We cover a lot of right wing politics on this show. I mean nothing against Democrats; nothing against liberals, but the selection of stories that we cover on this show reflects my belief as the host that the most interesting story in American politics this decade is the effort by the Republican Party to remake itself in the wake of the disastrous Bush-Cheney Era. And the divides in the party, and the divides particularly within the Party itself, and the Conservative movement that thinks it controls the Party; I think those are the most interesting and consequential fights in American politics today. And I think that the resolution of those fights, who’s going to win and who’s going to lose, is truly an open question and a fascinating and important one for who we are as a country.
This explains another reason why Rachel's reporting is so compelling. She is intellectually curious herself about what's going on with conservatives today, and this causes he to dig deep for answers to what is going on and who is behind it. And the best part is she actually shares what she discovers with us.
Rachel Maddow: "And the Conservative political figures who you can most count on to threaten
to sue you and call your boss and scream about their victimization as loud as they can whenever they
get mentioned by name in a way they do not control are of course, the Koch brothers."
So we cover the Conservative movement a lot on this show, and in so doing we occasionally find people who have been mentioned in our coverage who are absolutely outraged that they have been mentioned in our coverage; people who are not used to being talked about by someone who does not take their instructions. And so what happens is they tend to try to instruct me as to how I ought to talk about them. And the Conservative political figures who you can most count on to threaten to sue you and call your boss and scream about their victimization as loud as they can whenever they get mentioned by name in a way they do not control are of course, the Koch brothers. Charles and David Koch, who inherited a privately held oil and chemical company from their dad, and thereby, became almost unimaginably wealthy. If Charles and David Koch were one Koch brother instead of two; if they were one guy, they would in fact be the second richest guy on earth.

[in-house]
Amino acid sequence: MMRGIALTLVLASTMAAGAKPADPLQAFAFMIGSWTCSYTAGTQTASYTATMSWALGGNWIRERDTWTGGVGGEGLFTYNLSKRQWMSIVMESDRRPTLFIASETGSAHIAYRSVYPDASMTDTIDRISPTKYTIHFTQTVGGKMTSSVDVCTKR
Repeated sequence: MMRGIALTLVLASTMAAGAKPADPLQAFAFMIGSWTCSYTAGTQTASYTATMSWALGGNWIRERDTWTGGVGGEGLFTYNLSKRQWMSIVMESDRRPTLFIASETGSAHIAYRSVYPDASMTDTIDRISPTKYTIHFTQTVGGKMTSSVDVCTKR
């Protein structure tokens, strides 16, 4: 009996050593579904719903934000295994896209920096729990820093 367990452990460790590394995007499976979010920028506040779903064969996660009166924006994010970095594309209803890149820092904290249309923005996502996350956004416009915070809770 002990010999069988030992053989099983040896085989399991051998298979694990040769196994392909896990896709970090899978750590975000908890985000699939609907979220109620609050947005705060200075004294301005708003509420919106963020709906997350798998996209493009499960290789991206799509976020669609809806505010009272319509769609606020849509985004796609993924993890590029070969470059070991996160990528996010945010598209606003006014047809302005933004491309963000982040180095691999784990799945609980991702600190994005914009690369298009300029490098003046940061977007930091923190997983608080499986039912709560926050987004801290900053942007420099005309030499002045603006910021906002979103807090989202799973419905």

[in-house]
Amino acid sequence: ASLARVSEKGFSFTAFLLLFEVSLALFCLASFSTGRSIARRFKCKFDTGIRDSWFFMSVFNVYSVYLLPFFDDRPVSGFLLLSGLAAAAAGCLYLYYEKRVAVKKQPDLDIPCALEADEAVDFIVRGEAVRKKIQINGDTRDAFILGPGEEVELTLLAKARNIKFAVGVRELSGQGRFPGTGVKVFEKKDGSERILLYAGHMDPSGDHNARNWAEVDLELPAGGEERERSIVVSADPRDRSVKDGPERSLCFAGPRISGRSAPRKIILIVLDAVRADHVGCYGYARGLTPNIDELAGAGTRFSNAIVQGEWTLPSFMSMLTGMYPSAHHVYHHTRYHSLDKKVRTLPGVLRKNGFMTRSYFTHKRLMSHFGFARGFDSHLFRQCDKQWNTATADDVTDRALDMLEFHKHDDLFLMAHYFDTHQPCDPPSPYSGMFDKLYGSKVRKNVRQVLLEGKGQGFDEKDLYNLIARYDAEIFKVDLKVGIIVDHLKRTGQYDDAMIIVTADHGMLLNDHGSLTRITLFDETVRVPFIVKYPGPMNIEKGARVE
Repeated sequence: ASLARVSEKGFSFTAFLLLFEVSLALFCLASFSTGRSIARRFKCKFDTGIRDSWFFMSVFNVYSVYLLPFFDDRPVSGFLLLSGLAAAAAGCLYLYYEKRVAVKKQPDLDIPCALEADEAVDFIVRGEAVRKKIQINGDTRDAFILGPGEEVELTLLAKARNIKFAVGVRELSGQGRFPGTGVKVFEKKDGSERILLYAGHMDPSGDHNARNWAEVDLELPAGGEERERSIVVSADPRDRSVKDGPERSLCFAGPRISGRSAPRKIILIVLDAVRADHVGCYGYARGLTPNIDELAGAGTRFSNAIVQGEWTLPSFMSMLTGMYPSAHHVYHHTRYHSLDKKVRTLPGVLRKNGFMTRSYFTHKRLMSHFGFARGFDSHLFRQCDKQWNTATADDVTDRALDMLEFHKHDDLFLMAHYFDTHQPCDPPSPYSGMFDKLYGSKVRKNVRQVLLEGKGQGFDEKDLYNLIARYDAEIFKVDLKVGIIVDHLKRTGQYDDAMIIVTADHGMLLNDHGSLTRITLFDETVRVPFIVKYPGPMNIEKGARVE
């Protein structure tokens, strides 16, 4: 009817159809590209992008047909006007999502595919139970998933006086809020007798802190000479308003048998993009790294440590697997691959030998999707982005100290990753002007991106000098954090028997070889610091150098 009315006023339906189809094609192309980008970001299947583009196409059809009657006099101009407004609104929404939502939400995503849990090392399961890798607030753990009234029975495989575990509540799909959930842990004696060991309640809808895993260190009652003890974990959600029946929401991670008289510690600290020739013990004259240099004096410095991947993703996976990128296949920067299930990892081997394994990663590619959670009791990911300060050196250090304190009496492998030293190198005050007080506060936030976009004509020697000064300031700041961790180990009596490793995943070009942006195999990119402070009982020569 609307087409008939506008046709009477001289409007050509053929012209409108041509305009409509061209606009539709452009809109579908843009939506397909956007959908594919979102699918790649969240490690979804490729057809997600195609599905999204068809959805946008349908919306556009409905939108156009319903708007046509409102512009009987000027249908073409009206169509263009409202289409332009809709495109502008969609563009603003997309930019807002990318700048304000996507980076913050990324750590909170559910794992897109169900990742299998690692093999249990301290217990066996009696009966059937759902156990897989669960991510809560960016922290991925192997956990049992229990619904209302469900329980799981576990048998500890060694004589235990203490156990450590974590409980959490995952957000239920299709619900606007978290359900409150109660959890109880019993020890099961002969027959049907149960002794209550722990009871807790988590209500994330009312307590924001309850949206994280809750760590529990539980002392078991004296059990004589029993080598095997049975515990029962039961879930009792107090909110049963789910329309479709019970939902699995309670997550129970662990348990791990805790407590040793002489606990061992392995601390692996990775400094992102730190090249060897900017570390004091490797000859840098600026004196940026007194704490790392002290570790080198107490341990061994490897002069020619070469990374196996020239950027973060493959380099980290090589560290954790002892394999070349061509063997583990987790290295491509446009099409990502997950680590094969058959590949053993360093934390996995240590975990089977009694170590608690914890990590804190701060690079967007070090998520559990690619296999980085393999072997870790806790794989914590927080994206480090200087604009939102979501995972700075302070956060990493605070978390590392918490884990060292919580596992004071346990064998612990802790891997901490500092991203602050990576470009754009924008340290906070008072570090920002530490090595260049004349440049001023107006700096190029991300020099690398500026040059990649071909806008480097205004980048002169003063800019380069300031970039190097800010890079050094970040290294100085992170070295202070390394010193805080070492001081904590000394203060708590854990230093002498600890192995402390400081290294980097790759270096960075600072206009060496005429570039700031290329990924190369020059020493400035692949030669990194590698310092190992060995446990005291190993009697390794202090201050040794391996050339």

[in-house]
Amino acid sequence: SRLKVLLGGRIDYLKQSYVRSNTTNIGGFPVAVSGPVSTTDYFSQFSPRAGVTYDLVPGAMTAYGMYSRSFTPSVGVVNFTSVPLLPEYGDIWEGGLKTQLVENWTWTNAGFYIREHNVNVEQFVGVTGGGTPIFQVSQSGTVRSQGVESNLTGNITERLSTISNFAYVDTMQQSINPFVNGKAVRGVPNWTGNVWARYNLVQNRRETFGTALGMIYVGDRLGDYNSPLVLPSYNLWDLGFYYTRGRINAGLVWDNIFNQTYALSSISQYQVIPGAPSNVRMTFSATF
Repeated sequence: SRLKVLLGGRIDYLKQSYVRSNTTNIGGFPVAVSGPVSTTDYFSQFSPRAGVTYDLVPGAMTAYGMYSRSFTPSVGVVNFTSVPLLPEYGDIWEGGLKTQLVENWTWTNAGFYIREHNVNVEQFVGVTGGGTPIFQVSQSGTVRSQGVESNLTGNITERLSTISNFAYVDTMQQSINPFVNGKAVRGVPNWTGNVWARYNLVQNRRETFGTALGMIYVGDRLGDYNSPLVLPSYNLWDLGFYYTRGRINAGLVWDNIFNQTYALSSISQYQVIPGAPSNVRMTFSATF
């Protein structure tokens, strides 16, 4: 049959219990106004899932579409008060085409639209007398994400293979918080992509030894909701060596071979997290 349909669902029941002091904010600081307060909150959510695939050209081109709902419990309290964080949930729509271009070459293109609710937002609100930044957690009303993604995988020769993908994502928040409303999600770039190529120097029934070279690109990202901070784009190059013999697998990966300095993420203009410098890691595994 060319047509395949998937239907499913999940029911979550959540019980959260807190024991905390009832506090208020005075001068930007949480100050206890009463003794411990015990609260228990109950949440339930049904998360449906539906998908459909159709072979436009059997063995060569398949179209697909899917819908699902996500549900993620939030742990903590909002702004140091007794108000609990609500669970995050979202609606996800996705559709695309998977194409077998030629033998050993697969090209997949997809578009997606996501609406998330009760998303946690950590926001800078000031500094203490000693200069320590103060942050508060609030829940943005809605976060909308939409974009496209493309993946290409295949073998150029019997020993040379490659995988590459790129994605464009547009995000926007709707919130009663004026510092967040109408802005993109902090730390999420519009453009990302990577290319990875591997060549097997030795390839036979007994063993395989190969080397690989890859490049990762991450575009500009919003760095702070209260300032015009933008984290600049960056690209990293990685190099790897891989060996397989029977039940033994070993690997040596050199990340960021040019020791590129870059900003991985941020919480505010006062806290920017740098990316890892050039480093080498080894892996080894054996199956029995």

I added the emphasis there because hearing that part made me wonder. I'm a loyal watcher of The Rachel Maddow Show, so I've seen more than a few segments where she has done in depth reporting about the Koch brothers and how they have financed numerous conservative causes, think tanks, activism, etc. Now maybe I've missed a show in the past, but this is the first time I've seen her actually respond on screen to receiving a notice from the Koch brothers. She says "you can most count on to threaten ..." Doesn't that say it has happened before? If it has happened before, and she had responded, wouldn't the Koch brothers know that their idle threats would only cause Rachel to talk about them more, thereby bringing more unwanted attention? How many times have we seen that movie where demanding a retraction of the truth only shined more light on what the person making the demand didn't want talked about?
Rachel Maddow: "When David Koch ran for Vice President on the Libertarian Party line in 1980,
he minted gold dimes with his own head on them, as a campaign trinket."
And they have been political figures as long as they have been richer than God. When David Koch ran for Vice President on the Libertarian Party line in 1980, he minted gold dimes with his own head on them, as a campaign trinket. The Koch brothers have so much money, one of the Koch brothers literally made his own money with his own head on it as a means of trying to persuade you to vote him into the White House. Wow! That’s the level of money, and that’s the level of politics at which these guys have always operated. And when you operate at that level, I think maybe you are not used to hearing things that you do not want to hear; particularly things about yourself. And so, very frequently, when we cover the Koch brothers, we then hear from the Koch brothers’ lawyer.
Wow! Just wow! It boggles the mind to wonder what it must be like to live a life where you always get your way and nobody ever dares cross you. I just keep picturing temper tantrums that children throw when they don't get their way. What is the equivalent for men in their seventies?